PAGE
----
Y Sin Embargo, Te Quiero (And Yet, I Love You)

Uprooted is proud to present the work of independent artist, Ian Deleon!

We are pleased to announce that Ian Deleon has submitted his work “Y Sin Embargo, Te Quiero” or “And Yet, I Love You” for inclusion in the Uprooted series. This work deals with the effects of the decades old economic embargo placed on Cuba by the United States. It symbolically examines the ways that this policy affects Cuban migrants living in the States as well as, the ways in which US foreign policies often times create the conditions that lead to migration.

Y Sin Embargo, Te Quiero (And Yet, I Love You) from ian deleon on Vimeo.

Ian describes the meaning of his work in the following terms:

“With this piece, I wanted to use the long-standing economic blockade on Cuba as a symbol for historical and ongoing interventions by the United States against foreign governments. Having, myself, cultural ties to the Cuban situation, I found the subject of the island’s refugees to have great potential for a visual metaphor of the foreign policy of the United States.

Sin Embargo, Te Quiero (And Yet, I Love You) 1

Initially, the embargo on Cuba was put in place by the United States with the hopes of crippling the popular uprising of Fidel Castro and his group. Castro, however, refused to let the embargo stop the momentum of the Cuban Revolution and has continued to blame the U.S. for the economic crisis of the small Caribbean nation, while at the same time implementing strict rations on its provisions.

Sin Embargo, Te Quiero (And Yet, I Love You) 2

Paradoxically, Cuban-American exiles (often the most staunch supporters of this embargo), such as those living in South Florida communities, are often the most affected interest group (from the American side), as the embargo makes it extremely difficult to travel or send supplies to Cuba to aid their family members.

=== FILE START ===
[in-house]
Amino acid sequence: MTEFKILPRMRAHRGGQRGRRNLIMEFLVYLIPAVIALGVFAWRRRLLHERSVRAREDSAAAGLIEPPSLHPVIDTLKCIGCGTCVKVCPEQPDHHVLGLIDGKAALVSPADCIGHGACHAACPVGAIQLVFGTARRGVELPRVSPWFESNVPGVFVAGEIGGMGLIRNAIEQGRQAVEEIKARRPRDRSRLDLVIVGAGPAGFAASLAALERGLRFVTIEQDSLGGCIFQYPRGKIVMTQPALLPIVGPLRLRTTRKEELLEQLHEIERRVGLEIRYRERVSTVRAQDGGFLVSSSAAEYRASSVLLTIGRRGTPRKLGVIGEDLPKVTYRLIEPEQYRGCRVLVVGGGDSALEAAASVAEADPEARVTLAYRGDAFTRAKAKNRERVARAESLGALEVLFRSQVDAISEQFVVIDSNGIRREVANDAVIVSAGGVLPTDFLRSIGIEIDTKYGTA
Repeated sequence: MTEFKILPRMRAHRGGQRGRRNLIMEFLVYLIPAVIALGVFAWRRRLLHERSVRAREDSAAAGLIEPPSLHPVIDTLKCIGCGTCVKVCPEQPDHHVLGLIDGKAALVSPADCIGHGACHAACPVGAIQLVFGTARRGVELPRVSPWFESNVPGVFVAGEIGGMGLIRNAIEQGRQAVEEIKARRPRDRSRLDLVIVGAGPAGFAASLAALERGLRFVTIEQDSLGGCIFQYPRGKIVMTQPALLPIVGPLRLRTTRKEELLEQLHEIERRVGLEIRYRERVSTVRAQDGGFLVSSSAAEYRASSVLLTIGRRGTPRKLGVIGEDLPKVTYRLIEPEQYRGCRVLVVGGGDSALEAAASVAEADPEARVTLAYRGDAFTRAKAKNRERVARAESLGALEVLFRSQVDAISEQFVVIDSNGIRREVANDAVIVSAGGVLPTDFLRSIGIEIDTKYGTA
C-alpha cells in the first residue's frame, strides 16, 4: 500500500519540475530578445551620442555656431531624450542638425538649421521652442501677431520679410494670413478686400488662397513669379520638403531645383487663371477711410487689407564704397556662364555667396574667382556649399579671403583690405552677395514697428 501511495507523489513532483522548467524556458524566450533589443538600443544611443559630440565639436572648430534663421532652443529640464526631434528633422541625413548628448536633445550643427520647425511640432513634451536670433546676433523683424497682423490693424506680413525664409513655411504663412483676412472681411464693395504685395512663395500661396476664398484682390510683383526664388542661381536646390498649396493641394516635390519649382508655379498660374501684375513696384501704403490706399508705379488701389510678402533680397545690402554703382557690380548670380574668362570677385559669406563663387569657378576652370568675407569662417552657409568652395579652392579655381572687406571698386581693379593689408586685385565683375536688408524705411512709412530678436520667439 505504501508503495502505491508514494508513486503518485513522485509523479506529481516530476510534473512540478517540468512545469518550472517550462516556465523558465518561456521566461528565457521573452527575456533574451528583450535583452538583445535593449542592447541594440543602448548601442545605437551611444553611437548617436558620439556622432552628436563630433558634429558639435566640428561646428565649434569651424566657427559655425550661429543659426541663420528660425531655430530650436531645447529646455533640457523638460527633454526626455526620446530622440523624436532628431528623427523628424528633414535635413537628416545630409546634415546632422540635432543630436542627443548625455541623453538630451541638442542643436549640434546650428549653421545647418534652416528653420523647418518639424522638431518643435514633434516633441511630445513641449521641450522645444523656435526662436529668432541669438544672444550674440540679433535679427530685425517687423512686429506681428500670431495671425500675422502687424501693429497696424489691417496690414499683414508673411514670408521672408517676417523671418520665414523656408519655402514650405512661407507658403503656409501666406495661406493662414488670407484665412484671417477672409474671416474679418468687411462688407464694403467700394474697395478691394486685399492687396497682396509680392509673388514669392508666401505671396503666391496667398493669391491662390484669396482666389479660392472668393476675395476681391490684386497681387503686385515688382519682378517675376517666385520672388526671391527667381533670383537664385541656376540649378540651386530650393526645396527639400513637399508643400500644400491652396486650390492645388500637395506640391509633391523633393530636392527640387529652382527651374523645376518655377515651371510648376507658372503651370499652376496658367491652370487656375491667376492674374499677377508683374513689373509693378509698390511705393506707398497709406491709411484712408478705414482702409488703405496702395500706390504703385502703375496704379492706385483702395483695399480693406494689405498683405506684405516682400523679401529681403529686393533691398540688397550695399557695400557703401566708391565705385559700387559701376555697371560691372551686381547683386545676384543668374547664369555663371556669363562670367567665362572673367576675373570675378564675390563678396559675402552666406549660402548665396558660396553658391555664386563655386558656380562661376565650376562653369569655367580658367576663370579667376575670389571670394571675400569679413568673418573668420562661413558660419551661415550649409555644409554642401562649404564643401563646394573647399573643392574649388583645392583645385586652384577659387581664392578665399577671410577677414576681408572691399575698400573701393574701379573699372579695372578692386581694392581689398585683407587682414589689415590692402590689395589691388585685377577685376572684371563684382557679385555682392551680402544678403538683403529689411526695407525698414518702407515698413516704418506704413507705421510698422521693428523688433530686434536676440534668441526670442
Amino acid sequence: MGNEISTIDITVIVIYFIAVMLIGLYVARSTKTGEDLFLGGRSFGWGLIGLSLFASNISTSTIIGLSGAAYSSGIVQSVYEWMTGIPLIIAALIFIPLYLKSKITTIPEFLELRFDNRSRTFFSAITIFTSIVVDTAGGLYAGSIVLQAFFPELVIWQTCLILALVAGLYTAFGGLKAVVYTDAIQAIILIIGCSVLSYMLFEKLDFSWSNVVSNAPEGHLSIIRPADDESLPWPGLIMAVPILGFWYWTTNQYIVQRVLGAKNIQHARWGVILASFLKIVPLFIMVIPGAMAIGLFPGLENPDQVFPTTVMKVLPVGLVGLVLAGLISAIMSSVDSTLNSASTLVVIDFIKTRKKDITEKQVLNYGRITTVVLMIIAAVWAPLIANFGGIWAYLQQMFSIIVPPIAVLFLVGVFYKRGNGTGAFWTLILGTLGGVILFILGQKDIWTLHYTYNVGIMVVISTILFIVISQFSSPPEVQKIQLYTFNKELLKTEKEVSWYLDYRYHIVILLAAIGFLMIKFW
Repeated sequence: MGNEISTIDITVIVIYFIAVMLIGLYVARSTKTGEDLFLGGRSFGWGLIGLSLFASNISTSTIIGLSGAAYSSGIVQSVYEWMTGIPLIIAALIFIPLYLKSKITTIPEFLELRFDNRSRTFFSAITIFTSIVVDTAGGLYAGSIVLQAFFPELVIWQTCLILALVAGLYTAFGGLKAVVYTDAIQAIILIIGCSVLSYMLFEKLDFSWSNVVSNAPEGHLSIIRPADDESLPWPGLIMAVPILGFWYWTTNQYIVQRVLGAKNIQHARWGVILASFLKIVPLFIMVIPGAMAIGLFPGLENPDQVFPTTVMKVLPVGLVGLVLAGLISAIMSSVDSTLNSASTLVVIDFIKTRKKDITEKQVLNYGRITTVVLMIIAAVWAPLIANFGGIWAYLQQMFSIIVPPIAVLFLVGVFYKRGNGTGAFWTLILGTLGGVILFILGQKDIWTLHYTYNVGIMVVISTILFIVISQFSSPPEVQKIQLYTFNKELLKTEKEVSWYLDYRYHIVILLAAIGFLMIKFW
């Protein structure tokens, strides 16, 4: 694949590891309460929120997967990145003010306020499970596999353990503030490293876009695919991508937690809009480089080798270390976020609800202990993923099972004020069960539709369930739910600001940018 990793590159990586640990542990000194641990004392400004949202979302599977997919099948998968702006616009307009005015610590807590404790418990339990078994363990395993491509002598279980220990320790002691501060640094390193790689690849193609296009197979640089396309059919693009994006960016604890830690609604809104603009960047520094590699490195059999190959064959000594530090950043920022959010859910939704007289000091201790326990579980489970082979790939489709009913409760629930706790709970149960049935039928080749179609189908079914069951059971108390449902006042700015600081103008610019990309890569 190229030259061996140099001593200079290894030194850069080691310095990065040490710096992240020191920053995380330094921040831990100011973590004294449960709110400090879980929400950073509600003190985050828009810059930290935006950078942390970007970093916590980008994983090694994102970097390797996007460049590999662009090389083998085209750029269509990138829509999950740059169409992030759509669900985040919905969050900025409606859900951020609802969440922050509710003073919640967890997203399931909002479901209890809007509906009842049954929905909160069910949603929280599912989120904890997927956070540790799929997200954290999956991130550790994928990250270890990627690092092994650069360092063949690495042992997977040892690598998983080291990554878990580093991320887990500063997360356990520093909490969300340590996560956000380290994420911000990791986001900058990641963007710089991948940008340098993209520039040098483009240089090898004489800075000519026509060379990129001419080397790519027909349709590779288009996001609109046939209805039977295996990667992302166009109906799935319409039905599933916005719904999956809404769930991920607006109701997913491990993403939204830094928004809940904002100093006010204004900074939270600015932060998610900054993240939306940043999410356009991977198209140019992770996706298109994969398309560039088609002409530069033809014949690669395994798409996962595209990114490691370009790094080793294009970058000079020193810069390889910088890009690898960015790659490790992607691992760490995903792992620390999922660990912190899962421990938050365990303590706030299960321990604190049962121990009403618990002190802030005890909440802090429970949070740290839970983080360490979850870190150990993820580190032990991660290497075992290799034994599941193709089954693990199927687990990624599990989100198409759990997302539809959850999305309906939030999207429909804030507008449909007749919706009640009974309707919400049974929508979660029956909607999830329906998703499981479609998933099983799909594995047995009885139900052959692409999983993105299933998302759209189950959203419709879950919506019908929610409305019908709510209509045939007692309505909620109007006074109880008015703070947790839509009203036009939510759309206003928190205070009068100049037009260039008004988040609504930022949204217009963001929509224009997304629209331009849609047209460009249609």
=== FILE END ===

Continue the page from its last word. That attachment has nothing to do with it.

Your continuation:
Sin Embargo, Te Quiero (And Yet, I Love You) 3

Though the Cuban government, more so than the U.S. embargo, may be the largest obstacle in the way of a free Cuba, it is undeniable that this five-decade-long crusade against socialism (having roots in the power struggles with the Soviet Union since the end of the Second World War) has failed and has done little to contribute to the enhancement of freedoms for the Cuban people.

Sin Embargo, Te Quiero (And Yet, I Love You) 4

In seeking to force an economic standstill that would result in a counter-revolution to topple Castro’s regime, the United States may have done nothing more than strengthen the anti-imperialist views of Castro supporters and make the situation just a little bit more difficult for Cuba’s citizens. Presently, the embargo is being weakened under U.S. President Obama in order to foster more communication among the people of the island and their American expatriates in order to promote what he calls a grassroots democratic movement through word of mouth. While the Cuban embargo may be given up altogether in the years to come, the United States’ tendency to meddle in foreign affairs has not abated. It remains true that the U.S. often does not act out of a sense of moral obligation to help a people in need, but rather it is motivated by selfish economic interests.

Sin Embargo, Te Quiero (And Yet, I Love You) 5

The contradictions in this situation were represented through the treatment of iconic symbols of American culture (and its global presence). Whereas the Cuban refugees may come over and celebrate the unfamiliar taste of a Coca-Cola, or proudly display an American flag on their window and violently defend the honor of the country that welcomed them, my irreverent use of these icons within the installation hint at the deeper problem of America’s continued involvement in foreign affairs and the disreputable actions of American corporations across the world.”


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